The Source

The Torah says quite clearly that: “You shall sit in Succot for 7 days”. This means that one should consider the Succah to be his home and should treat it as such. Thus eating, drinking and sleeping should be in the Succah.

The Poskim

It is very interesting how the various halachic authorities deal with certain issues that crop up with sleeping. One is permitted to eat a snack outside of the succah but is one allowed to take a small nap outside too? The definitive opinion of the Shulchan Aruch is quite clearly that one may not take even a small nap outside. The reason offered by a number of commentators is that sometimes even a little sleep suffices and is considered to be significant.

However, the Pri Megadin stipulates that a nap that lasts less than the time it would take to walk 100 amot (around 50m) is permitted.

The Bracha

It is clear that upon eating a meal in a Succah that one is required to bless “leshev be Succah”. What about sleeping? It seems apparent from various sources that if one intends to enter into a Succah to eat and sleep, then one should make the Bracha on the eating. However, if one enters the Succah in order to sleep alone he should make the blessing prior to doing so.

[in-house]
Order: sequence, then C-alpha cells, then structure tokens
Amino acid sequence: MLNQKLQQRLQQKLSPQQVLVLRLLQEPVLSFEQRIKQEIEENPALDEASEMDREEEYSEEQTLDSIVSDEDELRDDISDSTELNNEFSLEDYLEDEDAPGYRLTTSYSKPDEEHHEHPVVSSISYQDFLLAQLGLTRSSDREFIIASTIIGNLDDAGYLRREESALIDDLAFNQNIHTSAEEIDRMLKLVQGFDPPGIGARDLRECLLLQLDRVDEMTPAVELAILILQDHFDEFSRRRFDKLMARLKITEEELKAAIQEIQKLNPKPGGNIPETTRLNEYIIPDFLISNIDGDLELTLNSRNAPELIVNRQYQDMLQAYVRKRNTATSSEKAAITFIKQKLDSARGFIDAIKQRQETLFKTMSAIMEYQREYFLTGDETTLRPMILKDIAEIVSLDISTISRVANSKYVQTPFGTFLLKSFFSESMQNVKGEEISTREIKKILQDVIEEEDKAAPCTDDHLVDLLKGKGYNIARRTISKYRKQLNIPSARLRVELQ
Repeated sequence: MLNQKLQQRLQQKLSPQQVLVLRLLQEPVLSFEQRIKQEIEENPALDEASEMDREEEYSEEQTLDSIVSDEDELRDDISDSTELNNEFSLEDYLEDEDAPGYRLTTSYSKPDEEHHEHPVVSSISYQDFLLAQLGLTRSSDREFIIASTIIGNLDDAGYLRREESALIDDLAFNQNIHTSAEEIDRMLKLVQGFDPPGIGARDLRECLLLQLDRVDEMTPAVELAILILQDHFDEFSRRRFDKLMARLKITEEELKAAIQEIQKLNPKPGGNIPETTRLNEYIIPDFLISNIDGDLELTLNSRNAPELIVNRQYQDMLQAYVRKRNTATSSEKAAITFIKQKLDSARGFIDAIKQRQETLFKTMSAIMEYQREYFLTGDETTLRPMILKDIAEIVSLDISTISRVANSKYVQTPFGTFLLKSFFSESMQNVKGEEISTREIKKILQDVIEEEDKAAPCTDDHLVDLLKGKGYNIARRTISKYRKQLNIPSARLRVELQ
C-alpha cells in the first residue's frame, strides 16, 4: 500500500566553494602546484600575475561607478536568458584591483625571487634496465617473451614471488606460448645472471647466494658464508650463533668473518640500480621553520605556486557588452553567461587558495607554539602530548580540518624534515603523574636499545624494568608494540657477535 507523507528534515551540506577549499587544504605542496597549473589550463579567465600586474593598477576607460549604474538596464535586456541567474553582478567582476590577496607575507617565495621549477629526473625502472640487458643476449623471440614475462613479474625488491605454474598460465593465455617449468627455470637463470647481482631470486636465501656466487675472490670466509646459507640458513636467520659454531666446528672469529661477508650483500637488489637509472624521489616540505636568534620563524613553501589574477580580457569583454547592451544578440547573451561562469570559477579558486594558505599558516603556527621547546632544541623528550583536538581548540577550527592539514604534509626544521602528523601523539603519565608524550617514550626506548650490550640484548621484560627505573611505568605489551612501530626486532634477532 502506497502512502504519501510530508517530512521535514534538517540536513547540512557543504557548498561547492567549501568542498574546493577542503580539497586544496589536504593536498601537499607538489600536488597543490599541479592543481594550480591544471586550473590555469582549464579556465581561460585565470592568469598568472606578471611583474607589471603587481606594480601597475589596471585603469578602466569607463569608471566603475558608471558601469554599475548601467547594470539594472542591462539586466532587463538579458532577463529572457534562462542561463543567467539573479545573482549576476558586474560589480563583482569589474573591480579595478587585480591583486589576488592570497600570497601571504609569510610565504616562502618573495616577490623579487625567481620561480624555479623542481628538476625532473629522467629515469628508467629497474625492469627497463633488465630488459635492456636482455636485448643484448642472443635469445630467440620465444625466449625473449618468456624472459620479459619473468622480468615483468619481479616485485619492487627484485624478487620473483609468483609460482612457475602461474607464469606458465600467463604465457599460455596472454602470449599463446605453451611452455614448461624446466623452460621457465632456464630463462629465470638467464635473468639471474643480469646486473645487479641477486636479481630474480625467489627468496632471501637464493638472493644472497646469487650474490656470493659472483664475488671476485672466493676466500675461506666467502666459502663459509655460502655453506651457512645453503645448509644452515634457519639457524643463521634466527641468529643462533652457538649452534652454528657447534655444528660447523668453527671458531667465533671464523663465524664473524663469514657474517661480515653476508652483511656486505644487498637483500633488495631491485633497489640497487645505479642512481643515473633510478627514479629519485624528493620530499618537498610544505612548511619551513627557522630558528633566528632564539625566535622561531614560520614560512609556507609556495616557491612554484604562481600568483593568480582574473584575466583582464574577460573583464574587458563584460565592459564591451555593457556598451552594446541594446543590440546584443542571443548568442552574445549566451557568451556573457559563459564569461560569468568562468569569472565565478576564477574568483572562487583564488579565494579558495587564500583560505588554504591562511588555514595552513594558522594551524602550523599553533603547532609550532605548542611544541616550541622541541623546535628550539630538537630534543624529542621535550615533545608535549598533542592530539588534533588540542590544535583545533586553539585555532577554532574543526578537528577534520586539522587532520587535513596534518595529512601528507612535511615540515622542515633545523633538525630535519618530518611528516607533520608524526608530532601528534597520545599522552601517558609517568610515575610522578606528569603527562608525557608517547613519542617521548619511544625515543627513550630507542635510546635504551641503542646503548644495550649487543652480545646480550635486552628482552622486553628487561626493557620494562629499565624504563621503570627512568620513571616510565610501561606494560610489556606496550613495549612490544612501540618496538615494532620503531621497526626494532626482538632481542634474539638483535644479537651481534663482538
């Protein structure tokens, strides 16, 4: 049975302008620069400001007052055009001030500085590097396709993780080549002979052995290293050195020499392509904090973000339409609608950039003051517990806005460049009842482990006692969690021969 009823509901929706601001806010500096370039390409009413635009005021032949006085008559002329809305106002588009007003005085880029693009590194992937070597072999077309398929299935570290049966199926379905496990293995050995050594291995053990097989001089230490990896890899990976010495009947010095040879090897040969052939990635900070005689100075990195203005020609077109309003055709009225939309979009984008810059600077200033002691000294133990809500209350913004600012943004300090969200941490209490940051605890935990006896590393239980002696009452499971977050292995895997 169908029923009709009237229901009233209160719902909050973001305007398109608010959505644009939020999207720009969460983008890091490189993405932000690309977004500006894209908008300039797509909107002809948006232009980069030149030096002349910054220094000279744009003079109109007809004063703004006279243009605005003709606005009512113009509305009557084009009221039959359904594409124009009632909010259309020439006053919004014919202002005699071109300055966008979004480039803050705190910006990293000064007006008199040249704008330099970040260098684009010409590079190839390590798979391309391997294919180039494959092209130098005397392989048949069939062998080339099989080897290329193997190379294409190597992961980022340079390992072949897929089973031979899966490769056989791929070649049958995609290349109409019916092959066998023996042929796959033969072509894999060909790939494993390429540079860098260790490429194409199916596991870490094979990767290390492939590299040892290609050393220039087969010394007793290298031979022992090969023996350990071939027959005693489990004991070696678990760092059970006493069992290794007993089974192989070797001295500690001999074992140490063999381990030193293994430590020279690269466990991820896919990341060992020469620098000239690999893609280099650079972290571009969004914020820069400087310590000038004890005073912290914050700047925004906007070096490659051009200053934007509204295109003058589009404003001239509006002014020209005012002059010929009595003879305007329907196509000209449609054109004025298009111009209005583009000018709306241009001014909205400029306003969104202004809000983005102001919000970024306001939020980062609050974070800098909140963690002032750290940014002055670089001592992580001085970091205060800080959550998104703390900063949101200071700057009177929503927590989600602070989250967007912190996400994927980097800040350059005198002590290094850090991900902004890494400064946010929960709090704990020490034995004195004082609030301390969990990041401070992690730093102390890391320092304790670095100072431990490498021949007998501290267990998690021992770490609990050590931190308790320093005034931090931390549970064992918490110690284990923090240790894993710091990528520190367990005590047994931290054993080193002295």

The Rama points out that many people today do not sleep in a Succah. He cites others who suggest the reason is because of the cold which would make the experience rather unpleasant. He however suggests a different rational to justify the custom; since the Mitzva requires one to live in the Succah like he does in his house, and one’s wife is not obligated to sleep in the Succah, the male is automatically exempt. He does stress however that those who are stringent in the performance of Mitzvot do still today sleep in the Succah.

Ultimately the ruling falls into the hands of the individual and is dependant on his situation. A competent halachic authority should always be consulted.